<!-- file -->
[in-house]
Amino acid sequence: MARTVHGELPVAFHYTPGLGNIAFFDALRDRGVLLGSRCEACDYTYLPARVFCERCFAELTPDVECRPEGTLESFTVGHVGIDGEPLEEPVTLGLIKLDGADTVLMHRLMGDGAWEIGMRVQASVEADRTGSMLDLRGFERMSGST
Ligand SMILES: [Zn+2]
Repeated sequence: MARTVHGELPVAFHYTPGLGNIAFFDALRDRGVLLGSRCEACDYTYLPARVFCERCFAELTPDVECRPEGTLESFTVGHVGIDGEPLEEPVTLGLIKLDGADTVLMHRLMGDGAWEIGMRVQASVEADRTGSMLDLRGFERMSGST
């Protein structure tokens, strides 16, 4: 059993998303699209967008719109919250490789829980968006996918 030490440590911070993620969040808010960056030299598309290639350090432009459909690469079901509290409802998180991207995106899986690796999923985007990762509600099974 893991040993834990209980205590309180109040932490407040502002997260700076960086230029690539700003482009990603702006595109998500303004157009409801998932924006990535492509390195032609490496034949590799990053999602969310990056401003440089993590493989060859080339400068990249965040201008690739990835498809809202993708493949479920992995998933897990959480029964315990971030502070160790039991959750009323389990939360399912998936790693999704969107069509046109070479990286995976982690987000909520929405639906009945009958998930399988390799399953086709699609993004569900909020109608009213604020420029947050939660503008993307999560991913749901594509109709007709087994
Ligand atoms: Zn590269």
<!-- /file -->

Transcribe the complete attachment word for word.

[in-house]
Amino acid sequence: MARTVHGELPVAFHYTPGLGNIAFFDALRDRGVLLGSRCEACDYTYLPARVFCERCFAELTPDVECRPEGTLESFTVGHVGIDGEPLEEPVTLGLIKLDGADTVLMHRLMGDGAWEIGMRVQASVEADRTGSMLDLRGFERMSGST
Ligand SMILES: [Zn+2]
Repeated sequence: MARTVHGELPVAFHYTPGLGNIAFFDALRDRGVLLGSRCEACDYTYLPARVFCERCFAELTPDVECRPEGTLESFTVGHVGIDGEPLEEPVTLGLIKLDGADTVLMHRLMGDGAWEIGMRVQASVEADRTGSMLDLRGFERMSGST
């Protein structure tokens, strides 16, 4: 059993998303699209967008719109919250490789829980968006996918 030490440590911070993620969040808010960056030299598309290639350090432009459909690469079901509290409802998180991207995106899986690796999923985007990762509600099974 893991040993834990209980205590309180109040932490407040502002997260700076960086230029690539700003482009990603702006595109998500303004157009409801998932924006990535492509390195032609490496034949590799990053999602969310990056401003440089993590493989060859080339400068990249965040201008690739990835498809809202993708493949479920992995998933897990959480029964315990971030502070160790039991959750009323389990939360399912998936790693999704969107069509046109070479990286995976982690987000909520929405639906009945009958998930399988390799399953086709699609993004569900909020109608009213604020420029947050939660503008993307999560991913749901594509109709007709087994
Ligand atoms: Zn590269």